Her Campus Logo Her Campus Logo

Unraveling The History Behind Thanksgiving And Searching For Something Better

The opinions expressed in this article are the writer’s own and do not reflect the views of Her Campus.
This article is written by a student writer from the Her Campus at UCLA chapter.

As a child, Thanksgiving was a simple holiday filled with pumpkin pie, handprint turkeys and cartoon pilgrims. But as I’ve grown older, I’ve come to understand the history of this holiday and what atrocities hide behind all of the festivities. Thanksgiving is a time when we often reflect on how our nation began. When I was younger, the gruesome reality of theft and genocide was masked by stories of friendship between European settlers and Native Americans. Thanksgiving is largely celebrated as a patriotic holiday, but I’ve realized how twisted this is.

Unlike what our elementary schools taught us, the interactions between early settlers and the Native American tribe, the Wampanoags, were hardly peaceful. For instance, a year before the first Thanksgiving, the pilgrims raided Native American graves and storehouses, stealing corn because they had come to the country with little food. It’s true that there were some positive interactions between the two groups. Tisquantam, or “Squanto,” acted as a liaison and taught the pilgrims how to take advantage of surrounding resources. But even the handful of peaceful actions on the Native Americans’ part stands in stark contrast to the cruelty of the Europeans.

The Thanksgiving story we grew up with tends to omit many details. At first, they seem insignificant, but the details tell us a fuller story. For instance, the Native Americans didn’t bond with the pilgrims out of friendliness; rather, they bonded out of desperation. European explorers had already visited the land occupied by the Wampanoags and kidnapped some of their people to be slaves overseas. The tribe sought an alliance with the pilgrims for protection. The Thanksgiving story also casually skips over how Tisquantam knew English. Turns out, he learned English from being held in captivity in Spain and England.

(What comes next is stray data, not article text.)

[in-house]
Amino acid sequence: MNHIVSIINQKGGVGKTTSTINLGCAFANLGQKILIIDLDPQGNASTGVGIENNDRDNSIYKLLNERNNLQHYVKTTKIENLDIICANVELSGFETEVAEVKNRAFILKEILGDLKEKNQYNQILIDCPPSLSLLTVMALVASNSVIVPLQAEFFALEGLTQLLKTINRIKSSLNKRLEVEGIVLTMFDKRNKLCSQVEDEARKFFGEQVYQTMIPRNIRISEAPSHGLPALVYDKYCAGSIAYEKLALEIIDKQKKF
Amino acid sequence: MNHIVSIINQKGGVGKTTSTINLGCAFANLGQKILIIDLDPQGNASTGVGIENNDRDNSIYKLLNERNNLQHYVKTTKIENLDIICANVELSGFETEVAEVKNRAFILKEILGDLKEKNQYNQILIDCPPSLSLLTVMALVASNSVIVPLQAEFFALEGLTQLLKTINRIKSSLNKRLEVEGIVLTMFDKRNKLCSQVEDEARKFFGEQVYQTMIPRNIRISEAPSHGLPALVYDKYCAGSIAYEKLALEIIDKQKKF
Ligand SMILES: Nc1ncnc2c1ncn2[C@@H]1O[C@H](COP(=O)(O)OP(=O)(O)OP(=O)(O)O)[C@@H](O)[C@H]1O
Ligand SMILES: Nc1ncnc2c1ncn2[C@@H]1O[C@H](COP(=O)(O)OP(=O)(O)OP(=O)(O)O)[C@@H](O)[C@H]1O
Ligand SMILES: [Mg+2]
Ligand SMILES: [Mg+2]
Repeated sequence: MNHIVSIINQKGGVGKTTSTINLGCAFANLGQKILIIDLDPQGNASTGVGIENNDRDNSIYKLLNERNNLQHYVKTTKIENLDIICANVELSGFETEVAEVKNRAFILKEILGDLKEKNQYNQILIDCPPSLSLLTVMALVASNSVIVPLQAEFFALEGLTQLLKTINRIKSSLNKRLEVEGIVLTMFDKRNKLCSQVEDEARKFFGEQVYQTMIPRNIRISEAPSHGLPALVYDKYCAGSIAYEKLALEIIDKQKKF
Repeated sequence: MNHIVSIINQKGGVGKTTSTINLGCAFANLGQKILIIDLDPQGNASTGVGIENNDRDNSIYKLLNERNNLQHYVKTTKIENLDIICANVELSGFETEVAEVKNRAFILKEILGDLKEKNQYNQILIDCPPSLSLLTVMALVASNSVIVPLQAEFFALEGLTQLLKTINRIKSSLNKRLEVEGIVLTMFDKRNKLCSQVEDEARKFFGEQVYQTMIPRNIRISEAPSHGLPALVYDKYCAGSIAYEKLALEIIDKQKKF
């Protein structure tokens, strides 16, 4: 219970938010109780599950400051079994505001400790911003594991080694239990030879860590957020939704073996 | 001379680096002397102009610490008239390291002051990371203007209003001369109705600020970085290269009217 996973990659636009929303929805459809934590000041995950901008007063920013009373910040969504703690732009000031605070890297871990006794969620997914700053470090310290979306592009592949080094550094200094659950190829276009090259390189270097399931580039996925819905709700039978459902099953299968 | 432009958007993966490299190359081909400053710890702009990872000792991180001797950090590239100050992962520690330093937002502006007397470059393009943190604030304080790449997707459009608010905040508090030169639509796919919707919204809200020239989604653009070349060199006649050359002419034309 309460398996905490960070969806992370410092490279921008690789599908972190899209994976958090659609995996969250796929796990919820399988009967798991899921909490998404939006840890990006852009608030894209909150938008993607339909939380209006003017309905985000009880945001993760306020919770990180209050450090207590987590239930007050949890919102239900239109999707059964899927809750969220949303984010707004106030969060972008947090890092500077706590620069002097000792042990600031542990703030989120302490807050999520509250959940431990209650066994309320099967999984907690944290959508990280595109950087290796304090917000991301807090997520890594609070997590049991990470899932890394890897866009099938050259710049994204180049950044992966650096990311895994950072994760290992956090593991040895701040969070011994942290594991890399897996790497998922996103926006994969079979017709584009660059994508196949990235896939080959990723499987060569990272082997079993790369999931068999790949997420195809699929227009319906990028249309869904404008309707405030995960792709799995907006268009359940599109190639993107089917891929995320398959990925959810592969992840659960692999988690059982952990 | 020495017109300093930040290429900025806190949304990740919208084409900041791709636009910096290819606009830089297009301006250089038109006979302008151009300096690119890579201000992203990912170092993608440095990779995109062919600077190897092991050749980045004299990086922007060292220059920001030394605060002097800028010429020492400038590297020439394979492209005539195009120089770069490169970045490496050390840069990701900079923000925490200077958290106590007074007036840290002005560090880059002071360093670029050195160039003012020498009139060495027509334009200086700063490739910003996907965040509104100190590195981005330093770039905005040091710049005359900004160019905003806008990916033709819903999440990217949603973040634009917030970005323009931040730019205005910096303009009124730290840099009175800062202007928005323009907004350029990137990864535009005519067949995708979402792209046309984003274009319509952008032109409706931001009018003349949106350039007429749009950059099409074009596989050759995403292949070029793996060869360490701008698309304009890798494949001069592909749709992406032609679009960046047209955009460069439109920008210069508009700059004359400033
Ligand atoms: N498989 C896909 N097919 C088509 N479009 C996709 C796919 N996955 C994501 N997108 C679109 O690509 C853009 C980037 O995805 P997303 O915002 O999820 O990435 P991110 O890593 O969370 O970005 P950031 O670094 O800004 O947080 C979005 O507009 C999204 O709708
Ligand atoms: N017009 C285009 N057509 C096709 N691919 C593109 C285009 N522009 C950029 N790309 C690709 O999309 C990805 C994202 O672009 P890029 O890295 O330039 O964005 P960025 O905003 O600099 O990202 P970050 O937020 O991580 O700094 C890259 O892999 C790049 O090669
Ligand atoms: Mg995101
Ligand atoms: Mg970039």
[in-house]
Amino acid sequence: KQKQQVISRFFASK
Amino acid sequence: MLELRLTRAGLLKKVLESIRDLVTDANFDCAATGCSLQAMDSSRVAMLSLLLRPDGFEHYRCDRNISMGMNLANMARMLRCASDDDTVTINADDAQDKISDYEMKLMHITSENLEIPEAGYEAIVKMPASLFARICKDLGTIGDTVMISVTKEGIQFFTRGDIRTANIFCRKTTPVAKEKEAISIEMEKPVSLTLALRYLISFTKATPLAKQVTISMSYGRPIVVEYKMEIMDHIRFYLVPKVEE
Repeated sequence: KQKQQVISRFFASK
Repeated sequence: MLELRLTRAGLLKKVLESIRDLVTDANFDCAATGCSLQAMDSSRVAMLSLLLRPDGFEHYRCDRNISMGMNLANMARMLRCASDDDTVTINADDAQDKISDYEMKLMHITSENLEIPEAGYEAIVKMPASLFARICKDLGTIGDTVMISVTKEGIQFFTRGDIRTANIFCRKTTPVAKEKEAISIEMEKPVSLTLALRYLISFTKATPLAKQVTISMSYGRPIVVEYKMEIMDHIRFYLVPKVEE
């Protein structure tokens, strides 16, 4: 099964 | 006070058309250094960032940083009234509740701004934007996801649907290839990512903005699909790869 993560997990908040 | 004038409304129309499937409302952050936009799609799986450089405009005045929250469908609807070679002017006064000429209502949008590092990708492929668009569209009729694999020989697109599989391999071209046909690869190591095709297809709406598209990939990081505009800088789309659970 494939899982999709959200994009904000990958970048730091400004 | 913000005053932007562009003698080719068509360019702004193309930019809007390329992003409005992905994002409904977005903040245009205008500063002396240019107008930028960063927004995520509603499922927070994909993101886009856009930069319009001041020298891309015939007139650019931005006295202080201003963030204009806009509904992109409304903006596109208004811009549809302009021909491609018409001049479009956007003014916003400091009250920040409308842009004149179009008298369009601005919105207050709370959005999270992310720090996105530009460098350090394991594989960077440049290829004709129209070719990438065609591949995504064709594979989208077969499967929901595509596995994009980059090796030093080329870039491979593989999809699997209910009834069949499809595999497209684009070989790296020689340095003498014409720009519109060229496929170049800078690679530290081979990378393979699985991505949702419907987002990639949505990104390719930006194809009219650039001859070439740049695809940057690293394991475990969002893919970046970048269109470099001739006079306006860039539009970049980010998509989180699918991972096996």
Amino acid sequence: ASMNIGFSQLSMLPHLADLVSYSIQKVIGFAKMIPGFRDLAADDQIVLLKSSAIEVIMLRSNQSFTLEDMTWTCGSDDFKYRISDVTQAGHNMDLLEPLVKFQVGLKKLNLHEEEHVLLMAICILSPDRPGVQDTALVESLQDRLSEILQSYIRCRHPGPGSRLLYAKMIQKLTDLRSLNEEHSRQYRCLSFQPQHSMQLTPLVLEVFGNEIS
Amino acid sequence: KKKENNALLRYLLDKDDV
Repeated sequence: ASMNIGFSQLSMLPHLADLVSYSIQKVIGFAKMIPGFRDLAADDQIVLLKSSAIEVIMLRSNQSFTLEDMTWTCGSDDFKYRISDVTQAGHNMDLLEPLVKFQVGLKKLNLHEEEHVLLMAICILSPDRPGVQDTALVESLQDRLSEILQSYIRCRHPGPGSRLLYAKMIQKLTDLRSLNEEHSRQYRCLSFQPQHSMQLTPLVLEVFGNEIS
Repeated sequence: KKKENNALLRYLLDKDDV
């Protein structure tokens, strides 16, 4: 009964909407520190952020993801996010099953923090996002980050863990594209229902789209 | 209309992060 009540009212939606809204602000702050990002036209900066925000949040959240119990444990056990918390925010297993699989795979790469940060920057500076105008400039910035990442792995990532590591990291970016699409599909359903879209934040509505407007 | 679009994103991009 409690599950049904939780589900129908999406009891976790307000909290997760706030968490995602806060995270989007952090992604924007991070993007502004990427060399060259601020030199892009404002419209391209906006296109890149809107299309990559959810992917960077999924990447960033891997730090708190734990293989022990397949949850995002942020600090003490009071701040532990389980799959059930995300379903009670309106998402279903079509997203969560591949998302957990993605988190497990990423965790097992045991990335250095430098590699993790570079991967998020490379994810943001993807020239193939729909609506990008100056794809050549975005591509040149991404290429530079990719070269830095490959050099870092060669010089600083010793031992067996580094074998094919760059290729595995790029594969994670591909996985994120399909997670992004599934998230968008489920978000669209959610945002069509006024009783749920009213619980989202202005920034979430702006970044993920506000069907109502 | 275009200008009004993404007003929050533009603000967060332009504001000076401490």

What also isn’t mentioned in the traditional Thanksgiving story is how the alliance between the Wampanoags and the English quickly deteriorated. Eventually, conflict broke out because of the settler’s desire to expand their territory. This led to King Philip’s War of 1675-76, which resulted in the English taking Native American land and either killing Wampanoags or selling them into slavery. Unsurprisingly, the English trampled on the people who had helped their colonies thrive.

So, what does this all mean? I think Thanksgiving can be reframed as something better as we confront our nation’s history. It’s time that we make Native Americans a focal point of this holiday without sugarcoating what Europeans have done to steal and destroy their home.

Personally, Thanksgiving is a time for me to reflect on the origin of this nation. It’s a time for me to remember all of the suffering interlaced in the history of my home. For me, this isn’t a patriotic holiday where I feel proud of my country. Rather, I’m challenged to educate myself on not just what happened in the past but how the legacy of colonialism continues to affect different people. This doesn’t mean we can’t celebrate the other parts of the holiday that make it special. We can make Thanksgiving about gratitude without indulging in patriotism. We can celebrate community while remembering the true stories of those who were here before us.

Louise is a junior double majoring in English and Economics. She loves reading contemporary fiction and making Spotify playlists.